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- UK inflation holds at 1.5%, core inflation steady at 1.7%.
- Figures meet expectations but BoE outlook is still souring.
- A slowing economy could undermine UK inflation next year.
- Johnson's Brexit gambit sees uncertainty continue in 2020.
- BoE warned in November of rate cut response to uncertainty.
UK inflation figures beat market expectations on Wednesday but price growth is still running below the Bank of England (BoE) target and recent political developments are making a 2020 interest rate cut more likely regardless.
Office for National Statistics data revealed Wednesday that inflation remained at 1.5% in November when markets were looking for a decline to 1.4%. Core inflation, which is seen as a more reliable indicator of domestically generated inflation pressures, remained at 1.7% in line with expectations.
"The unchanged rate of inflation was a little above the projection made by the Bank of England in November and the consensus forecast of 1.4%," says Ruth Gregory at Capital Economics. "With inflation well below target, little sign of underlying price pressures and GDP growth running below trend, an interest rate cut on Thursday shouldn’t be completely ruled out."
Core inflation, which eliminates volatile energy items from the consumer goods basket as well products which have regulated prices (tobacco and alcohol) that can distort underlying trends in organic inflation, has been below the 2% target since August 2018 when the BoE lifted Bank Rate to 0.75%.
And the headline rate of inflation has fallen from 2.1% in July to leave both consumer price indices sitting below the 2% target of the BoE which, when combined with the current economic and political outlooks, could have implications for interest rates over the coming months.
Markets care about inflation statistics because central banks are obliged to use interest rate policy to keep price growth contained within preset parameters. The BoE's target is to ensure the consumer price index averages 2% over the medium-term, but inflation is sensitive to growth which means the pulse of the economy is important to the outlook for both prices as well as rates.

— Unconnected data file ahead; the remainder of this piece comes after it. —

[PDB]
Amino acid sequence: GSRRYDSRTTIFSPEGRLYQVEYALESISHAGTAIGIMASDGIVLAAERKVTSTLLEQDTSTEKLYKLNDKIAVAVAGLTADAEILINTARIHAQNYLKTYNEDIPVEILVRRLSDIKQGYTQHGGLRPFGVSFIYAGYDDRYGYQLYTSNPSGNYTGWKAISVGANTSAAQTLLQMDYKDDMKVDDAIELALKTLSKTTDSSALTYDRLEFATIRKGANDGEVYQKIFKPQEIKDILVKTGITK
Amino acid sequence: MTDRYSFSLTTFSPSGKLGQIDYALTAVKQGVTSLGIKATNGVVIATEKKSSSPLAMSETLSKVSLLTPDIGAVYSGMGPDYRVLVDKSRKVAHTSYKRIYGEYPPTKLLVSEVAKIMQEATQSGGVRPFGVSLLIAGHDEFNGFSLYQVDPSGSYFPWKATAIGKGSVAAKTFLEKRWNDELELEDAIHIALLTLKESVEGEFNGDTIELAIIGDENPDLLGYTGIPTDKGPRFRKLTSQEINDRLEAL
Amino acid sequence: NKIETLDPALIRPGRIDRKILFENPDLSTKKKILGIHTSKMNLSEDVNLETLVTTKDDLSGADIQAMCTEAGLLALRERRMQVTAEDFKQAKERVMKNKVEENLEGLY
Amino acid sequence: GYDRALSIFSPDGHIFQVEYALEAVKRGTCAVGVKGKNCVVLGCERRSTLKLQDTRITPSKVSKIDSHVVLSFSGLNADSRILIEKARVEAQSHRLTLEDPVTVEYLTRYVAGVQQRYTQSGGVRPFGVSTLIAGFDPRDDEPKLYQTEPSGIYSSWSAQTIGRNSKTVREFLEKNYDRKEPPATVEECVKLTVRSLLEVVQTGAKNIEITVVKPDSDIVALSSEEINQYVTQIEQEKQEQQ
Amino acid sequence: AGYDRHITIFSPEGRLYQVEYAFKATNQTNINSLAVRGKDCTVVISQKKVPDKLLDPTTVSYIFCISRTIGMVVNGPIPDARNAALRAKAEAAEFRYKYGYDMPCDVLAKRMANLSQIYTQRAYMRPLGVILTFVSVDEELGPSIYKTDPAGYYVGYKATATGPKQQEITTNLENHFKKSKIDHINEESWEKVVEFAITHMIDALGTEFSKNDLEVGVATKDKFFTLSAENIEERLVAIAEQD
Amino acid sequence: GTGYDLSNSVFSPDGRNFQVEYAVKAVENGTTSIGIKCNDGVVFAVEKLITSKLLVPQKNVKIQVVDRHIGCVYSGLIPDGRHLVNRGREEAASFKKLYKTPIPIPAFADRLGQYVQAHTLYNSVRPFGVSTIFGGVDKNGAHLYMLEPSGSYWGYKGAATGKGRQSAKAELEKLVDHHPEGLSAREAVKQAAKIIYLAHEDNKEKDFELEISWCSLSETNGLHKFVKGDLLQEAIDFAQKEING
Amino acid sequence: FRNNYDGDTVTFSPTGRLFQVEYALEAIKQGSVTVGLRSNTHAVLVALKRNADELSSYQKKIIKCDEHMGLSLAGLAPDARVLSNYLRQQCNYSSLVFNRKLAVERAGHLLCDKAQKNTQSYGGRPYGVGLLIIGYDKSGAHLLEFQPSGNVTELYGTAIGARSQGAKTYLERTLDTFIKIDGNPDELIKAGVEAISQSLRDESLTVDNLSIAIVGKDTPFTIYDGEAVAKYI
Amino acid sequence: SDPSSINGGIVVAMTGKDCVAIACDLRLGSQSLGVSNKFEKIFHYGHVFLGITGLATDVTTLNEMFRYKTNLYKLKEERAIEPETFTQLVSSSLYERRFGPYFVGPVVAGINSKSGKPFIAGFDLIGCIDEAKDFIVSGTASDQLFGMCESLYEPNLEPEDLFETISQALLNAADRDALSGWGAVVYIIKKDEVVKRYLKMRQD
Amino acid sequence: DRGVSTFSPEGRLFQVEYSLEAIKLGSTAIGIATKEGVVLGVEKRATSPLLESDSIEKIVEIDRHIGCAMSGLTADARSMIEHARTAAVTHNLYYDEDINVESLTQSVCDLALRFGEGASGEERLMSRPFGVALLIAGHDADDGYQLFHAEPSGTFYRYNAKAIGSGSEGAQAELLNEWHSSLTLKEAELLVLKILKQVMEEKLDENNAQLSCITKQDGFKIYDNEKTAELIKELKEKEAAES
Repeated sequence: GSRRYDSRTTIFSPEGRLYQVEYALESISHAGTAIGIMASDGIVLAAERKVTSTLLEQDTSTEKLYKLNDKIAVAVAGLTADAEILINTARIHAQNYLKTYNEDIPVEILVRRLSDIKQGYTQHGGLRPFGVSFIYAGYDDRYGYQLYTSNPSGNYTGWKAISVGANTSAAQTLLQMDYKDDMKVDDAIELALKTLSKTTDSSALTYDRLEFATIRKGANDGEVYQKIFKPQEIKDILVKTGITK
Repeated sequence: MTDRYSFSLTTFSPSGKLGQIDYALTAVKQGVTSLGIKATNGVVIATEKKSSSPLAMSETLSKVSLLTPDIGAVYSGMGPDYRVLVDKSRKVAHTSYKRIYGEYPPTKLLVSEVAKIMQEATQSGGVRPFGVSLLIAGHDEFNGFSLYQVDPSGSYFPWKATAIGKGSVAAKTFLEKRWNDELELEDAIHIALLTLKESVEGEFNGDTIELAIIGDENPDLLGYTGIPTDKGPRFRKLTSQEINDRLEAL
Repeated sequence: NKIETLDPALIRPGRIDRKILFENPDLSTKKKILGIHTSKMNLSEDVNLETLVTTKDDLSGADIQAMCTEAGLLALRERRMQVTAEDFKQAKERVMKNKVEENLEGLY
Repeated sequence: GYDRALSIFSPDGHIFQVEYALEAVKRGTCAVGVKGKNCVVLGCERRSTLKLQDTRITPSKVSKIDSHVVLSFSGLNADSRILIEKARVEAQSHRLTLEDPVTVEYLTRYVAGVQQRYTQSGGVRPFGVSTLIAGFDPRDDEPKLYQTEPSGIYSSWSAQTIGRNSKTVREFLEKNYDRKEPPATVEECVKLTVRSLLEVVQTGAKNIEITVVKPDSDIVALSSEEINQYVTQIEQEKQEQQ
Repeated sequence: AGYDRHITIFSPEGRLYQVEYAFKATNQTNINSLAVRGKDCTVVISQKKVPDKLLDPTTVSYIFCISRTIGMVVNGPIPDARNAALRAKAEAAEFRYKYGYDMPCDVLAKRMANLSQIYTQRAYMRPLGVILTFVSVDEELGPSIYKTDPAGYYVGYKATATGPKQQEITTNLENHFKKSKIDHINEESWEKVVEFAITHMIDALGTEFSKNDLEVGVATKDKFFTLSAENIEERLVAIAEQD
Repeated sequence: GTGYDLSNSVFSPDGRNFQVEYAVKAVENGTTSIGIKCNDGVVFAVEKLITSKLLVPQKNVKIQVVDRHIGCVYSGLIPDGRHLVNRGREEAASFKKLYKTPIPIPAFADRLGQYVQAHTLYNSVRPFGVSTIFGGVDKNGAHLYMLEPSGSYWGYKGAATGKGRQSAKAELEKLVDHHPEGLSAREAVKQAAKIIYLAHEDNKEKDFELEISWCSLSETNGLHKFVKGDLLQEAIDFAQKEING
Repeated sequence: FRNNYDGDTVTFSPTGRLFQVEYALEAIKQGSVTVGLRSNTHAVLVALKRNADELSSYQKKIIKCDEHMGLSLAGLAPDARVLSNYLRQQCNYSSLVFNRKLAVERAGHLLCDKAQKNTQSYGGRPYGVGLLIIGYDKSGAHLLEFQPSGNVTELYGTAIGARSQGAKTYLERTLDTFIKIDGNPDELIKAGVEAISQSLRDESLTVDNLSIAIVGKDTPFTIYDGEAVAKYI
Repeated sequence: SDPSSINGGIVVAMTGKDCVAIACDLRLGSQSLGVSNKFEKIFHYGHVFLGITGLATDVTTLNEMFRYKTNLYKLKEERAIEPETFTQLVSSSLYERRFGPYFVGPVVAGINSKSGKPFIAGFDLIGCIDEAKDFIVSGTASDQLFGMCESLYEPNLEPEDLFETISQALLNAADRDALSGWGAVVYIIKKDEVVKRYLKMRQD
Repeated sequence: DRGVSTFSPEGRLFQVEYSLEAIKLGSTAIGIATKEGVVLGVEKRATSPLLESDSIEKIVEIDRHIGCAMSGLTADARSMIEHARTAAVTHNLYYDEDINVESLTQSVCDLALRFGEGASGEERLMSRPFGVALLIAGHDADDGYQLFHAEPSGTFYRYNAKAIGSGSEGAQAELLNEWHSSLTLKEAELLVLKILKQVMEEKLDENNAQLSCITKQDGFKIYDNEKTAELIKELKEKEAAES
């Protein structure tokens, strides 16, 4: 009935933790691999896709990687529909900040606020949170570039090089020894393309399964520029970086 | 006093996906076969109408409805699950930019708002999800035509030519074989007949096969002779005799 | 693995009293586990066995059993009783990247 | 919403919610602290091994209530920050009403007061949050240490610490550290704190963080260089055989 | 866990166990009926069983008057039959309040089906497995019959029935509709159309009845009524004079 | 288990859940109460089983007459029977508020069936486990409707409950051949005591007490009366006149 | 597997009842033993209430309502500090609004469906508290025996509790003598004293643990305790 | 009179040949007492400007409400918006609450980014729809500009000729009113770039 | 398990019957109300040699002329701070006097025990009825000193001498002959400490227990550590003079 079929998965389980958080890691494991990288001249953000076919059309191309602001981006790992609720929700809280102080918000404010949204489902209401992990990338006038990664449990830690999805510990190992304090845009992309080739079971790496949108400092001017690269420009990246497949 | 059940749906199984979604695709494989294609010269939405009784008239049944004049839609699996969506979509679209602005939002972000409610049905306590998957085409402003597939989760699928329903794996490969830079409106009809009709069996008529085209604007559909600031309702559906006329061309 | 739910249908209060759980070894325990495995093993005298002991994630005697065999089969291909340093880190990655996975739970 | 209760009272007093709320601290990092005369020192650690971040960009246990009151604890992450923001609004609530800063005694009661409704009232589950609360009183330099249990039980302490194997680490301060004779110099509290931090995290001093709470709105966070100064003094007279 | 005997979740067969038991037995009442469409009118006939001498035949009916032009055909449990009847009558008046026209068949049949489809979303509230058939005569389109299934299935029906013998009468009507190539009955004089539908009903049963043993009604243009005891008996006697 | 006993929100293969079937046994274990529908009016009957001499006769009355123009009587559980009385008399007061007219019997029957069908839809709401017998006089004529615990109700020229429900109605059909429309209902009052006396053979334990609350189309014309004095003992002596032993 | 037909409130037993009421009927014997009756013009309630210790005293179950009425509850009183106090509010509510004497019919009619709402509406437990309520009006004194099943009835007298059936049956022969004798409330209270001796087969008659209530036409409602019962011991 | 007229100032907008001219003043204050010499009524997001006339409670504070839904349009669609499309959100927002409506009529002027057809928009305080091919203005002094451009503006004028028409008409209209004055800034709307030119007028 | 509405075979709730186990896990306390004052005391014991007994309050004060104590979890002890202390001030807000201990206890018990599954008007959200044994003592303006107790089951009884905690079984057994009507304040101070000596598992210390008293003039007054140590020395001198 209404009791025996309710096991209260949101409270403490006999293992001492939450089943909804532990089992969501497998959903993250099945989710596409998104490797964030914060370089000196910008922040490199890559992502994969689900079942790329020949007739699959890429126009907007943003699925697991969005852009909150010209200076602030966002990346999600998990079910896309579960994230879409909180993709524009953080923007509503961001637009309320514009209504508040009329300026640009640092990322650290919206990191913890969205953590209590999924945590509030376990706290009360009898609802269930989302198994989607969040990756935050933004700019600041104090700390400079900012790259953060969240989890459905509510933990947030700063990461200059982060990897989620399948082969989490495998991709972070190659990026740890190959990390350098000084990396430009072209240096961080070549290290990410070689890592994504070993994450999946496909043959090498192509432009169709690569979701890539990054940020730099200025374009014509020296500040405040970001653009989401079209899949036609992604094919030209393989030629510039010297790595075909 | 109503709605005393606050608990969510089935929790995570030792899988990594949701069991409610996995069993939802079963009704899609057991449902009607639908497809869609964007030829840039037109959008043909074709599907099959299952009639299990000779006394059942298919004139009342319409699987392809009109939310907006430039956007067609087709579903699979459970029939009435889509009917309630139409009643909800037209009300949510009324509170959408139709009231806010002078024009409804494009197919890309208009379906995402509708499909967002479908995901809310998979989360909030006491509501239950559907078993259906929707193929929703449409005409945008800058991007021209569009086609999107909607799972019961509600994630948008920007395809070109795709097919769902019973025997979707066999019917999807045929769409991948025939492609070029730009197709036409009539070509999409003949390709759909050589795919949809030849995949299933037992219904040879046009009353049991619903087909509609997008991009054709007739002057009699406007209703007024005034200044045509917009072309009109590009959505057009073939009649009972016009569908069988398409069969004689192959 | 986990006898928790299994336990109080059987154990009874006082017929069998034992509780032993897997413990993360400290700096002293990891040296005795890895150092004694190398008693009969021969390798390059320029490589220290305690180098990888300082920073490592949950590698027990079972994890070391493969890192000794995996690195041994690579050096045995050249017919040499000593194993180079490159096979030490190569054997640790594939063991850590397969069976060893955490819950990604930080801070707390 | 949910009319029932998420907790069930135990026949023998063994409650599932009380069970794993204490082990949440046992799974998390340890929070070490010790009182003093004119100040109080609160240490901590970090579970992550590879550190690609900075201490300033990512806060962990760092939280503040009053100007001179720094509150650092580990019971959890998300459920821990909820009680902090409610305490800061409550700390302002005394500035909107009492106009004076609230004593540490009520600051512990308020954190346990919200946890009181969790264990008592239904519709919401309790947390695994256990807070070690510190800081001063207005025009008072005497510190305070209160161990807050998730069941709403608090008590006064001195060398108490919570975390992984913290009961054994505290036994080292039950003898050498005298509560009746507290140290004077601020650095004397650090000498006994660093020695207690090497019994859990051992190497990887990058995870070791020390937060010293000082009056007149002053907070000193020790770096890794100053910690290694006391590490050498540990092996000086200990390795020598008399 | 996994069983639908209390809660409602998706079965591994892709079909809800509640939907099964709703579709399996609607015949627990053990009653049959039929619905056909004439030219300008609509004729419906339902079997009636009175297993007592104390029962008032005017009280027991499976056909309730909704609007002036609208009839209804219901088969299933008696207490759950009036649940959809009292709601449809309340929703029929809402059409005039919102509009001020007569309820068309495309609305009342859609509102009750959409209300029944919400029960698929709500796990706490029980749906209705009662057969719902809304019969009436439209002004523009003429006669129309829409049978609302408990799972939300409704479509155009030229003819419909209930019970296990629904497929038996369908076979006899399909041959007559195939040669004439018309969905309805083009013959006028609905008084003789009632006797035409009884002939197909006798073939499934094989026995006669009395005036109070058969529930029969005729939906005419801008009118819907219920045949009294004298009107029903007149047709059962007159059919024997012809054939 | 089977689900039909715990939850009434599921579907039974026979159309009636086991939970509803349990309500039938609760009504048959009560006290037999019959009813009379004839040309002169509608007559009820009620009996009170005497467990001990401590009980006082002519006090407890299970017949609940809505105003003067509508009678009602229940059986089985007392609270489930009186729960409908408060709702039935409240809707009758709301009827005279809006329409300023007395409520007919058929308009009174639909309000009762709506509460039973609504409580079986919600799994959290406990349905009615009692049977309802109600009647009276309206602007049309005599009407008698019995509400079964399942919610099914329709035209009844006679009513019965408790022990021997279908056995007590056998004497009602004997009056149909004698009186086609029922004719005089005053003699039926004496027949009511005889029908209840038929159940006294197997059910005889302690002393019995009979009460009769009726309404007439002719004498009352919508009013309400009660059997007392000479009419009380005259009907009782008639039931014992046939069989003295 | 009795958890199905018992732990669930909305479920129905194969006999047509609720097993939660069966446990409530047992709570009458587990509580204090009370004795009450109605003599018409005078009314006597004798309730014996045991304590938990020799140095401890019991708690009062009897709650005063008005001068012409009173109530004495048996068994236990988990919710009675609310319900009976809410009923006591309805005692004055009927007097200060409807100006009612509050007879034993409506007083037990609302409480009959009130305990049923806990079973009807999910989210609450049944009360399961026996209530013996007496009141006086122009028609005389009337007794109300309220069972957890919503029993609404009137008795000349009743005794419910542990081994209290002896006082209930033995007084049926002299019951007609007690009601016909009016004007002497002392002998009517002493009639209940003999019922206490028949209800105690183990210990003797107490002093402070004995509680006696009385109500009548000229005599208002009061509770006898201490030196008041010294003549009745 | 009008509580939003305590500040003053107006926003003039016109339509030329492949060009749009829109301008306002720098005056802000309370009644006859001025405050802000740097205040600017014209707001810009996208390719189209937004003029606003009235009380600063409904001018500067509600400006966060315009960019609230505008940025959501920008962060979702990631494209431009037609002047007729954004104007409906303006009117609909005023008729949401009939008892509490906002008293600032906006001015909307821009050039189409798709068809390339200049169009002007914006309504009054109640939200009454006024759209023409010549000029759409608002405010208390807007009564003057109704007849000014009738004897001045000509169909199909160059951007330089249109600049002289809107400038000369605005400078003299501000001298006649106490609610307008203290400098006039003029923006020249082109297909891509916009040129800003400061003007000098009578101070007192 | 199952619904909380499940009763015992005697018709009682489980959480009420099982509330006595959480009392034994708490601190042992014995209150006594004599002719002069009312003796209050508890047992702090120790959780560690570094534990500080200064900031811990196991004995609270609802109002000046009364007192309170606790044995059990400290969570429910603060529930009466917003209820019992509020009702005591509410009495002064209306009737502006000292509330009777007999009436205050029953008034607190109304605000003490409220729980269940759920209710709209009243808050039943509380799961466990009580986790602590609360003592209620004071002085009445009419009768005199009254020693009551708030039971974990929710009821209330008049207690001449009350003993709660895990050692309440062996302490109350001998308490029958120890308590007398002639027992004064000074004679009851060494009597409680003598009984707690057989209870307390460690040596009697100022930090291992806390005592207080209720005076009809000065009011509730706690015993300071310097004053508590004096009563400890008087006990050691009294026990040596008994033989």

"The MPC, however, likely will remain focussed on domestically-generated inflation, which we expect to continue to strengthen modestly, in response to the tight labour market and likely uptick in GDP growth in the first half of 2020. We continue to think, therefore, that investors are mistaken currently to be pricing-in a 50% chance that the MPC will cut Bank Rate in the first half of next year," says Samuel Tombs, chief UK economist at Pantheon Macroeconomics.
UK inflation declines have come against the backdrop of a stalling economy and given this week's fresh dose of Brexit uncertainty, could be enough of an incitement to get the Bank of England talking about a 2020 interest rate cut on Thursday and after subsequent meetings, which might further weigh on the Pound. The BoE will announce its next rate decision at 12:00 Thursday and markets are not yet prepared for a rate cut.
The UK economy is widely thought to have slowed further in the final quarter of the year when it was already on track to miss the market consensus for GDP growth of only a paltry 1.3% for the year overall. IHS Markit PMI surveys are pointing to a final quarter contraction and with the economy up just 0.8% for 2019 at the beginning of the period, it'd take a very strong finish to the year for the UK to meet the consensus for growth.
"Coupled with yesterday’s robust labour market figures the pressure on the MPC to cut interest rates at its meeting tomorrow appears to have eased somewhat. We continue to expect the MPC to keep rates on hold at 0.75% on Thursday and for some time to come," says Capital Economics' Gregory.
Pricing in the overnight-index-swap market implied a Bank Rate of 0.70% will follow Thursday's meeting, which is below the current 0.75% but far above the 0.5% that would prevail after a typical 25 basis point cut.
That suggests there's little chance of action this week but this doesn't mean that a cut can be ruled out for the months ahead.
The market-implied rate for April 2020 was 0.64% on Thursday, again below the current 0.75% level and also above the 0.5% that would prevail in the wake of a typical cut so any suggestion from the BoE on Thursday or over that coming weeks that rates could be cut would see the implied rates for 2020 fall and likely drag the Pound lower with them.
But any cuts announced over the coming months may be motivated more by ongoing political uncertainty and the impact it's having on the inflation outlook.
The BoE said in November that it if the global economy does not stabilise in the months ahead and that if "Brexit uncertainties remain entrenched" then it might need to cut interest rates in order to "reinforce the expected recovery of UK GDP growth and inflation". And this week has brought with it a strong indication that such Brexit uncertainties are set to endure throughout the year ahead .
"We can't see why some members of the Committee would want to exhaust that bullet now as opposed to well into 2020, when the likely outcomes of various UK trade negotiations should be clearer," says Stephen Gallo, European head of FX strategy at BMO Capital Markets. "Having said that, we don't anticipate that the OIS-implied expectations for the benchmark rate will change materially from their current levels this week."
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